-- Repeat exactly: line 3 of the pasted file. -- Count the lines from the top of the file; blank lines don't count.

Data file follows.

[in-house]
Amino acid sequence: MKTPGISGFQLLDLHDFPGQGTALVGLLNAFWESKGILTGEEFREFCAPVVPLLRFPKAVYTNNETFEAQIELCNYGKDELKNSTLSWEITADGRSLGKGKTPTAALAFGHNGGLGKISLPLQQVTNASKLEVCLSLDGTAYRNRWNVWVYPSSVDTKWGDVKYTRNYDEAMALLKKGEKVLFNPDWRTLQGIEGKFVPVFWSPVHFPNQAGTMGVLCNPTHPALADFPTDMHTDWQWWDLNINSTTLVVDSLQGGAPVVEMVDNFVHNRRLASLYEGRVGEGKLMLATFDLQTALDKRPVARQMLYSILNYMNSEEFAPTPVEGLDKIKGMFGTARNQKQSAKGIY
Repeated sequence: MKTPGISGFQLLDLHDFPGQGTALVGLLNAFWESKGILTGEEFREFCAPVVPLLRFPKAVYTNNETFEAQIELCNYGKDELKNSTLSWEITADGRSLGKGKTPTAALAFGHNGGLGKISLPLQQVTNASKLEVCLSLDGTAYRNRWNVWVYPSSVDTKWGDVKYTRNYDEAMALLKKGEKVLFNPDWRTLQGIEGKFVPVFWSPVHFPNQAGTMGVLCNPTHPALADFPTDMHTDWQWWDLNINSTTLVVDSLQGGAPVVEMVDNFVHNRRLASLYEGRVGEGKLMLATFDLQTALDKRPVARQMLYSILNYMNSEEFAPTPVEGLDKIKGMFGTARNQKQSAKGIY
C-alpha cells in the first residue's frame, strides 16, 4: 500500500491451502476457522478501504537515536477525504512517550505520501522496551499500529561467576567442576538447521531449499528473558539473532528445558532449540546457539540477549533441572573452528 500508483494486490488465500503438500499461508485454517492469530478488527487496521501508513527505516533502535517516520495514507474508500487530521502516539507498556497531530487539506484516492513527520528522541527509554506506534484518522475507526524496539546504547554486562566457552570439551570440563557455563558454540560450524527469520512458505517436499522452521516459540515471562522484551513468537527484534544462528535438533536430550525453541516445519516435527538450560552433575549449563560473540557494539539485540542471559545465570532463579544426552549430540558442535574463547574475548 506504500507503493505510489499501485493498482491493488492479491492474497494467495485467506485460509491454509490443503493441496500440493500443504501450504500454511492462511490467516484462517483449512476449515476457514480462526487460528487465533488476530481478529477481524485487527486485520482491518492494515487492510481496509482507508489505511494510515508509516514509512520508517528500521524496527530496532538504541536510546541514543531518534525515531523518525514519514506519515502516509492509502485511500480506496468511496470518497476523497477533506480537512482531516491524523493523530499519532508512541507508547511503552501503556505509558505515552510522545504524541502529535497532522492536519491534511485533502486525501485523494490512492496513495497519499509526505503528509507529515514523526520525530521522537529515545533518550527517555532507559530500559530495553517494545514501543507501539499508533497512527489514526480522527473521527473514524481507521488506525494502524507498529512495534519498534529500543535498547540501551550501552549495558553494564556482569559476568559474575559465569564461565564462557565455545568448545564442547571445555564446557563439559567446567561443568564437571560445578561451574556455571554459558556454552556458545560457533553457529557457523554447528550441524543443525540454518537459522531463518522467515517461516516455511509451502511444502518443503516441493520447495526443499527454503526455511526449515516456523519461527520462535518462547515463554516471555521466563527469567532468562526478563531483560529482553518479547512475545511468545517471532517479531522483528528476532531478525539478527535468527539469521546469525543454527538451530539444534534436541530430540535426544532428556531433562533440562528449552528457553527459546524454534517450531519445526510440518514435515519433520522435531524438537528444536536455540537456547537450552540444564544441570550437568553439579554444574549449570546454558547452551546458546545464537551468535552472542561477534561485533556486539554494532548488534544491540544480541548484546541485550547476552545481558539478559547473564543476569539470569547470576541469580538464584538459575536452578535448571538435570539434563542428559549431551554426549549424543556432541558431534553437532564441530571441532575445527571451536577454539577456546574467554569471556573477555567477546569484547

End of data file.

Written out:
Repeated sequence: MKTPGISGFQLLDLHDFPGQGTALVGLLNAFWESKGILTGEEFREFCAPVVPLLRFPKAVYTNNETFEAQIELCNYGKDELKNSTLSWEITADGRSLGKGKTPTAALAFGHNGGLGKISLPLQQVTNASKLEVCLSLDGTAYRNRWNVWVYPSSVDTKWGDVKYTRNYDEAMALLKKGEKVLFNPDWRTLQGIEGKFVPVFWSPVHFPNQAGTMGVLCNPTHPALADFPTDMHTDWQWWDLNINSTTLVVDSLQGGAPVVEMVDNFVHNRRLASLYEGRVGEGKLMLATFDLQTALDKRPVARQMLYSILNYMNSEEFAPTPVEGLDKIKGMFGTARNQKQSAKGIY